Hello! Jennifer Casey here, bringing you today’s Buzz. We can connect on Twitter today & Linkedin when I check it next week.
What I’m Reading: Just finished Over the Top by Jonathan Van Ness and may continue a Queer Eye biography kick with Tan France’s book next.
What I’m Listening to: Trampled by Turtle’s cover of “Fake Plastic Trees.” It’s beautiful.
What I’m Watching: A little late to the Schitt’s Creek party, but so glad I joined!
I am the Public Information Officer for the Town of Collierville, Tennessee; we’re a community of just over 50,000 people east of Memphis. While I am new to the Morning Buzz writer rotation, I have written a couple articles for ELGL in the past. My most recent piece shares my professional and personal journey from receptionist to PIO; if you’re interested, you can read that here.
After a quick search on the ELGL website, I decided to write this Buzz about one of the challenges our Town experienced over the summer, and how I wished I had handled it.
Let me start at the beginning.
It was a quiet, hot September afternoon at Collierville Town Hall. I was gathering my video equipment to take to the Public Services complex across town to film a PSA about some changes in our curbside recycling program. About halfway into filming, our Public Services Director finds me to relay a message from our Town Administrator, “There is someone visiting our buildings and is filming everything. Just be on the lookout for him.”
That struck me as odd, but I finished my recycling project and returned to Town Hall. When I started asking questions about the camera-person, I realized that my coworkers were very shaken up by the experience. Then I heard someone use the phrase “First Amendment Audit.” Those words made it clear what exactly happened.
According to Wikipedia (the definition is accurate, okay?) First Amendment Audits are “an American social movement, categorized by its practitioners, known as auditors, as activism and citizen journalism that tests constitutional rights; particularly the right to photograph and video record in a public space.”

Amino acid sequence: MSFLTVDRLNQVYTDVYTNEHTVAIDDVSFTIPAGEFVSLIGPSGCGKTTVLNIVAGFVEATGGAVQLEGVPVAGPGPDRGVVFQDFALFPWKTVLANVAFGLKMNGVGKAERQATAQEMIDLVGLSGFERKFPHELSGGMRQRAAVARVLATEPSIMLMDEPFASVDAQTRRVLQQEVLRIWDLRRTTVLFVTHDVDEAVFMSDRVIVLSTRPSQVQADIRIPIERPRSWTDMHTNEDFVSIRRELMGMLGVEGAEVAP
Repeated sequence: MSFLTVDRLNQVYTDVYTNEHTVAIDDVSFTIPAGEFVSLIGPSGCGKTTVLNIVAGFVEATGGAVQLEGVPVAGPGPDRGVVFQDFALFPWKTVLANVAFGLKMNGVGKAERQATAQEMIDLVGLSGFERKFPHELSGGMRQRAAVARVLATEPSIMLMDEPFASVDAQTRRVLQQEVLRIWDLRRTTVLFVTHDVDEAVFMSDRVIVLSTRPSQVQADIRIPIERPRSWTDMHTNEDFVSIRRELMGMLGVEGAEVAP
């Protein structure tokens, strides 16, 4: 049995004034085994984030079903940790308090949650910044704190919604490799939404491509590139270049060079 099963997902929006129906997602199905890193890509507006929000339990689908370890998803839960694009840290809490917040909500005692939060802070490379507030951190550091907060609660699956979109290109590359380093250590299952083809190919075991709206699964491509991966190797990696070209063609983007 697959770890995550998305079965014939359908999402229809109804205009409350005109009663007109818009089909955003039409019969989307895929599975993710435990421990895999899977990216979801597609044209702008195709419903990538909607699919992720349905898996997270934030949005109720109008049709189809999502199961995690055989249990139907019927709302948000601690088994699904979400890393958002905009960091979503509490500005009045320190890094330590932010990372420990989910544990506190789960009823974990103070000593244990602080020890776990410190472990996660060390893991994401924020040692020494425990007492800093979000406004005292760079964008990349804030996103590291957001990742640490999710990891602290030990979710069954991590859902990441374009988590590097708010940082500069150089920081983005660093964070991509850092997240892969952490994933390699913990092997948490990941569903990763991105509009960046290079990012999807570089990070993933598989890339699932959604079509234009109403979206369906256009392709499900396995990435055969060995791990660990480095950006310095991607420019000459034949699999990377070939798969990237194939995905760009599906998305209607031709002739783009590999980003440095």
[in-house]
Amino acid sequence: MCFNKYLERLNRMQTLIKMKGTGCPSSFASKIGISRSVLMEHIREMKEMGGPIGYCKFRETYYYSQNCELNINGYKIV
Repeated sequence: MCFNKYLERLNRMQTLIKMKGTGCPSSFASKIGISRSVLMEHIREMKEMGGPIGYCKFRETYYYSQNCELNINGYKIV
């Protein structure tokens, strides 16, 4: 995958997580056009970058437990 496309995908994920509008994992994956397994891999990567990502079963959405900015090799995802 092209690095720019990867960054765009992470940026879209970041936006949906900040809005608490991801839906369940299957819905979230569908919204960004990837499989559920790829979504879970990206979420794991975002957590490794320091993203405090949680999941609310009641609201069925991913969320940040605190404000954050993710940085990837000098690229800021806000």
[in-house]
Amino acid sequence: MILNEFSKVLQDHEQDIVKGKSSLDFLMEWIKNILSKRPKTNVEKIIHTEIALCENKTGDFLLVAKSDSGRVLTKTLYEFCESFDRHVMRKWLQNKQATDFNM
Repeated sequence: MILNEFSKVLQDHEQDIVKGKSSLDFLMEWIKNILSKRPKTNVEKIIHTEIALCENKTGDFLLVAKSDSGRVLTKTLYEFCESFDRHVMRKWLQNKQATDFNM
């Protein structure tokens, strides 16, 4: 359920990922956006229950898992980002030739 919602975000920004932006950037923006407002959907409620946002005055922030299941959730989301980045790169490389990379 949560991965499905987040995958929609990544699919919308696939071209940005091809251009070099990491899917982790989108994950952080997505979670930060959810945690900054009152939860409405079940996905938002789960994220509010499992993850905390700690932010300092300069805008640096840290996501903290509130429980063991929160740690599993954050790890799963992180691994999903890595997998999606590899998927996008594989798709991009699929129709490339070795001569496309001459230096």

I felt guilty for missing it, because if I had the chance to give our employees a warning, I think they would have felt less threatened by the visitor. Knowledge is power in this scenario. If your employees are aware of this form of activism and how to interact with the auditor everyone can come out of the situation less rattled, and hopefully without any good material for the video to gain views.
A lot of cities are on the ball with this, and have put together presentations, training guides, infographics, etc. for their staff. If your organization has not experienced an auditor visit or provided any educational materials to employees, it’s something to consider.
Here is some concise, solid advice to share with staff from Tom Bryson, Immediate Past President of 3CMA:
- Except for work areas, photography and/or video is permitted in public buildings – even if the person stares at a clerk with their camera for 10 minutes or more. It’s infuriating, but it’s legal.
- Be professional and polite. If they say they don’t need help, do your best to ignore them and go back to your job.
- Be calm. I know it’s like holding back the ocean but be calm.
- Be aware of your tone and body language.
- Don’t tell them they can’t photograph or video and don’t try to take their camera.
- Don’t argue, definitely don’t use profanity and don’t physically touch anyone.
- Call the police only if you feel threatened.
After the auditor’s visit, we had a few follow-up emails to our elected officials and some passionate voicemails from a “concerned citizen” who viewed the video and was disappointed in the way our employees treated members of the public. Luckily I caught this citizen (auditor) on the phone one day and in my most professional, stern, we do not negotiate with terrorists attitude, let him know that our administration and elected officials stand behind our employees.
After that conversation, we never heard back from him. Then after some more time, the video was taken down and replaced with other cities victim to this unfortunate trend.
While I would have liked the opportunity to warn my coworkers ahead of time, it was validating to be able to stand up for them in the end. At least now we’re ready if it ever happens again.